NSW laws to limit payouts to prisoners must not apply to victims of child sexual abuse
4th May 2020
NSW legislation that restricts the ability of offenders to recover personal injury payouts from prisons must not be allowed to apply to the victims of child sexual abuse, says the Australian Lawyers Alliance (ALA).
“This legislation must be reviewed immediately,” said Dr Andrew Morrison RFD SC, spokesperson for the ALA. “Laws designed to limit the amount of compensation that can be received for injuries sustained in prison were not intended to apply to children who are sexually abused while in juvenile detention.
“The abuse of a child within any institution is a terrible and serious crime, and abuse inflicted while this child is in the care of the government is particularly horrendous.
“Any survivor who experienced sexual abuse while in juvenile detention must have access to redress and compensation for their pain and suffering. These children were vulnerable and powerless, and it would be severely unjust to apply a law designed to prevent excessive injury claims from adult prisoners to cases of child sexual abuse.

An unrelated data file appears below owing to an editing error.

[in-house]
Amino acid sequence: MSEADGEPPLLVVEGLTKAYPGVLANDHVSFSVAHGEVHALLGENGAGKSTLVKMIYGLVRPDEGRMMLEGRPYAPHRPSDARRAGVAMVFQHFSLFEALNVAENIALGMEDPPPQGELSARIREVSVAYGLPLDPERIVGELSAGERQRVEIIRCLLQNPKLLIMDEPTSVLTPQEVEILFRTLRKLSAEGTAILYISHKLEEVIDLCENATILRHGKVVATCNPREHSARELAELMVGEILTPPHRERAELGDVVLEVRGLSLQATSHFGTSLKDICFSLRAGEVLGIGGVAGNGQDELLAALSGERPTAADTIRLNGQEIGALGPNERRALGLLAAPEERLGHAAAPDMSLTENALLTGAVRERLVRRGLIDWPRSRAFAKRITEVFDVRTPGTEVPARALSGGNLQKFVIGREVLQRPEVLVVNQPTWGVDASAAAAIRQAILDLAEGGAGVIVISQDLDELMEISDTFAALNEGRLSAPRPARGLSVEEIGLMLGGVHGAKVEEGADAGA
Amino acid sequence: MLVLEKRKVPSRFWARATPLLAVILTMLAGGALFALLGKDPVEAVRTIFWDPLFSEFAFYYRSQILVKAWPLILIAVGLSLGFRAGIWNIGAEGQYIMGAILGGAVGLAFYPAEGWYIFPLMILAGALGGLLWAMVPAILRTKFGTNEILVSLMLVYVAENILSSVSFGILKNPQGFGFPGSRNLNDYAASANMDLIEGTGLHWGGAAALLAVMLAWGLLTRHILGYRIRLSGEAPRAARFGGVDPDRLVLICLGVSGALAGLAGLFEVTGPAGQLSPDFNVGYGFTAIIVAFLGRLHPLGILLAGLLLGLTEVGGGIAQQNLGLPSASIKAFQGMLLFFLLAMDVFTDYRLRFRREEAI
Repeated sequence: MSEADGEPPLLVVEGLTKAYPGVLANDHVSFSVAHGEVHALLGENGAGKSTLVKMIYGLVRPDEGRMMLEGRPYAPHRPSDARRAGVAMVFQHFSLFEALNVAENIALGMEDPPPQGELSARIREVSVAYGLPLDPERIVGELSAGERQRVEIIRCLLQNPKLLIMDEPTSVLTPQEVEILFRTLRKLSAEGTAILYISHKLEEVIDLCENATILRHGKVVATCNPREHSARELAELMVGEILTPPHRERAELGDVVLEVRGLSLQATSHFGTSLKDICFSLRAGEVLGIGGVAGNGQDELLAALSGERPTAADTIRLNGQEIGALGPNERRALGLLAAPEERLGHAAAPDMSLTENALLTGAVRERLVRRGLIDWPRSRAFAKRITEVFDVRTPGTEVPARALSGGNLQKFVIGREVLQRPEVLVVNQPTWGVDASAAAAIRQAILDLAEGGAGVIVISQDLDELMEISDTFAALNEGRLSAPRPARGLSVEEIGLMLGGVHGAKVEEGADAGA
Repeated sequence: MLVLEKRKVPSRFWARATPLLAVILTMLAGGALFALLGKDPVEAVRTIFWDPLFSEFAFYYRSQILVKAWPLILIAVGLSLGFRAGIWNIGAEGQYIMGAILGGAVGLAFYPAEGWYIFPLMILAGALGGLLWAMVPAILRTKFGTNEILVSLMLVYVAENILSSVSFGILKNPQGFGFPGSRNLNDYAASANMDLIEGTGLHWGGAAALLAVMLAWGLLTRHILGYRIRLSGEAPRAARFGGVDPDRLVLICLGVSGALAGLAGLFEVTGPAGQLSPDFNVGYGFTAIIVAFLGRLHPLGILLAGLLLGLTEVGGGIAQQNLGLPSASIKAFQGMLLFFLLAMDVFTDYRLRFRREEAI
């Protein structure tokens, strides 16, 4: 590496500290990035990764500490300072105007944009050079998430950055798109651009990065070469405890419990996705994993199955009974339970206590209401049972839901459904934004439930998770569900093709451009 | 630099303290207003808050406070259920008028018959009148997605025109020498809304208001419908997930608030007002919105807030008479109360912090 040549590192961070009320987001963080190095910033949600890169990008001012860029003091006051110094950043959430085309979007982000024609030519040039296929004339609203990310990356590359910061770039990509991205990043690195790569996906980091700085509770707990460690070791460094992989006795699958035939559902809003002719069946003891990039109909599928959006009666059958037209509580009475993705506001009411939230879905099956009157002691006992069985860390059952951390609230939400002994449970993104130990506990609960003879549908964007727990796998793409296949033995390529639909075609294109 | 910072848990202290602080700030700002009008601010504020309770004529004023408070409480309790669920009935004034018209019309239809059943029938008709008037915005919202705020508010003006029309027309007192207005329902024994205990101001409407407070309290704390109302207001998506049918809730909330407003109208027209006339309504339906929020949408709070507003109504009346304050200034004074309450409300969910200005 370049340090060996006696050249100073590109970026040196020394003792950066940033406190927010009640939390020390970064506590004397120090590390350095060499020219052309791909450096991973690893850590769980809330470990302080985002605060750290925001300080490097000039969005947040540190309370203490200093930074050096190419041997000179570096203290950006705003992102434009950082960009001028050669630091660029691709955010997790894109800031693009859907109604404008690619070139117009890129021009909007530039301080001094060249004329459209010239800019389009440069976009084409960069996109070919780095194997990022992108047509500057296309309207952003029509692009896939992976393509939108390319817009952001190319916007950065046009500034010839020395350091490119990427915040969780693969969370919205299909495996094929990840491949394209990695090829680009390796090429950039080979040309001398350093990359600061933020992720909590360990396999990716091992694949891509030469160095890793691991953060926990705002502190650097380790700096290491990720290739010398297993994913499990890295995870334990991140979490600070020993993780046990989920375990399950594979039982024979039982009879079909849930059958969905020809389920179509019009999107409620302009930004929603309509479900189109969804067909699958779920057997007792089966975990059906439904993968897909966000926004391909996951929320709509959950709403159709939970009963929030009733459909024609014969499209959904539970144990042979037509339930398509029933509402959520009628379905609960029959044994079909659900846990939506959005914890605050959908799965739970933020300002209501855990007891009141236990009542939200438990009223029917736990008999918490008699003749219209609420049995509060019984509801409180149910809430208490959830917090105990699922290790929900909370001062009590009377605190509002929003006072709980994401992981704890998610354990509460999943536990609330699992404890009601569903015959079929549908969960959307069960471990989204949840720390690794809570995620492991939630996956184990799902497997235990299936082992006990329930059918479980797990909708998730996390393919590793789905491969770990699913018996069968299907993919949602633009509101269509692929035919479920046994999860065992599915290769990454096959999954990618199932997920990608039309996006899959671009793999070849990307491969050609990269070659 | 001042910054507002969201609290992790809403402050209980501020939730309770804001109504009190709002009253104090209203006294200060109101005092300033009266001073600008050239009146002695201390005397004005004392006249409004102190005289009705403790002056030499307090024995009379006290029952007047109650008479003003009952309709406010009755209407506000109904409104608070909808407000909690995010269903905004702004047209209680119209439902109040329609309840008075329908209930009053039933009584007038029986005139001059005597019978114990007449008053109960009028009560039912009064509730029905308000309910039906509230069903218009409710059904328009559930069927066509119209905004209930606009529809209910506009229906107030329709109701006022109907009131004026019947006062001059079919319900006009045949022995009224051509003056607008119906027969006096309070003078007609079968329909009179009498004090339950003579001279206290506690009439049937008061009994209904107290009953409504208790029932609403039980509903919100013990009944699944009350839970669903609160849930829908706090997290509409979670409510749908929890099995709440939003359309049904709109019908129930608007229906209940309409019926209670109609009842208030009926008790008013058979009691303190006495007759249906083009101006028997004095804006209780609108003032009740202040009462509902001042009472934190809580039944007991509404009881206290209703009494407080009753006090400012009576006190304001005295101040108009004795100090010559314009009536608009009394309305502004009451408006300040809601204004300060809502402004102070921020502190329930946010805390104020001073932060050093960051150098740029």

“Moreover, the fact that someone has subsequently submitted a crime shouldn’t deny them compensation for separate and earlier abuse. Otherwise they are being punished twice.
“Often those abused end up on the streets and turn to alcohol, drugs and crime. The institutional abuse may well be a direct or indirect cause of their incarceration.
“Given the significant over-representation of Aboriginal people in prison, the effect of this law is also indirectly discriminatory against Aboriginal people some of whom were sexually abused in youth detention after being taken away from their families and placed in custody.
“The approach being considered by the Department of Communities and Justice is manifestly wrong, discriminatory and unjust.”
The ALA is a national association of lawyers, academics and other professionals dedicated to protecting and promoting justice, freedom and the rights of the individual.